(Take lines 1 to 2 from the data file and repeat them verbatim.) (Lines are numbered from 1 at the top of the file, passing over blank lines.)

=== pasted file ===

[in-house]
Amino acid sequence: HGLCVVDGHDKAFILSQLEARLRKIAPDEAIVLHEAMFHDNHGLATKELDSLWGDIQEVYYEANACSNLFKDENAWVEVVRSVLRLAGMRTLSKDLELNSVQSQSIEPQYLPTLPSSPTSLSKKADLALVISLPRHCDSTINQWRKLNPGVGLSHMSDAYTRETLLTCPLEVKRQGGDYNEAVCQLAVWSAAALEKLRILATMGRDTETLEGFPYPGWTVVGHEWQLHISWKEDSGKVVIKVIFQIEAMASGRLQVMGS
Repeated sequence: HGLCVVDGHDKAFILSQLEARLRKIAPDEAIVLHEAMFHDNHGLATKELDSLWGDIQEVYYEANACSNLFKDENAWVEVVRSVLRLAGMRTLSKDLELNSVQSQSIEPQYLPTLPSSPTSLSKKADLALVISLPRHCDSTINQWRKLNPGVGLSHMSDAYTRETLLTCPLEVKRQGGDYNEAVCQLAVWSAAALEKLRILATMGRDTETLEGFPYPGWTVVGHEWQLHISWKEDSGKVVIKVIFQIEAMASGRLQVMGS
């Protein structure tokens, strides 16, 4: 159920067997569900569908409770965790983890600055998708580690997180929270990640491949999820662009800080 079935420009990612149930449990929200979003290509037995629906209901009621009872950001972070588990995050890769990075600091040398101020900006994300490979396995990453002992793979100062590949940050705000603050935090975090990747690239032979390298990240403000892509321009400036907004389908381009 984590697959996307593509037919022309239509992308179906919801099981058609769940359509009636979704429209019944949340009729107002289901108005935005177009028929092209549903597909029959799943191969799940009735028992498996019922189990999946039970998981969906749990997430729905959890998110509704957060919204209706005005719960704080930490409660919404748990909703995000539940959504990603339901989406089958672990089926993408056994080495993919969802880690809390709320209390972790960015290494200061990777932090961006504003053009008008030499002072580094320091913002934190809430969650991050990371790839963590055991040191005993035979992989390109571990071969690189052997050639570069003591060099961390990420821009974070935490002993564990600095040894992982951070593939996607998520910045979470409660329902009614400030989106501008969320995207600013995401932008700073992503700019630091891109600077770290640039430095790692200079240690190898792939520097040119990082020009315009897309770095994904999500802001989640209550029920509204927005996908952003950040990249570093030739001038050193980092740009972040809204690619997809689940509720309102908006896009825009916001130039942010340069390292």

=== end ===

[in-house]
Amino acid sequence: HGLCVVDGHDKAFILSQLEARLRKIAPDEAIVLHEAMFHDNHGLATKELDSLWGDIQEVYYEANACSNLFKDENAWVEVVRSVLRLAGMRTLSKDLELNSVQSQSIEPQYLPTLPSSPTSLSKKADLALVISLPRHCDSTINQWRKLNPGVGLSHMSDAYTRETLLTCPLEVKRQGGDYNEAVCQLAVWSAAALEKLRILATMGRDTETLEGFPYPGWTVVGHEWQLHISWKEDSGKVVIKVIFQIEAMASGRLQVMGS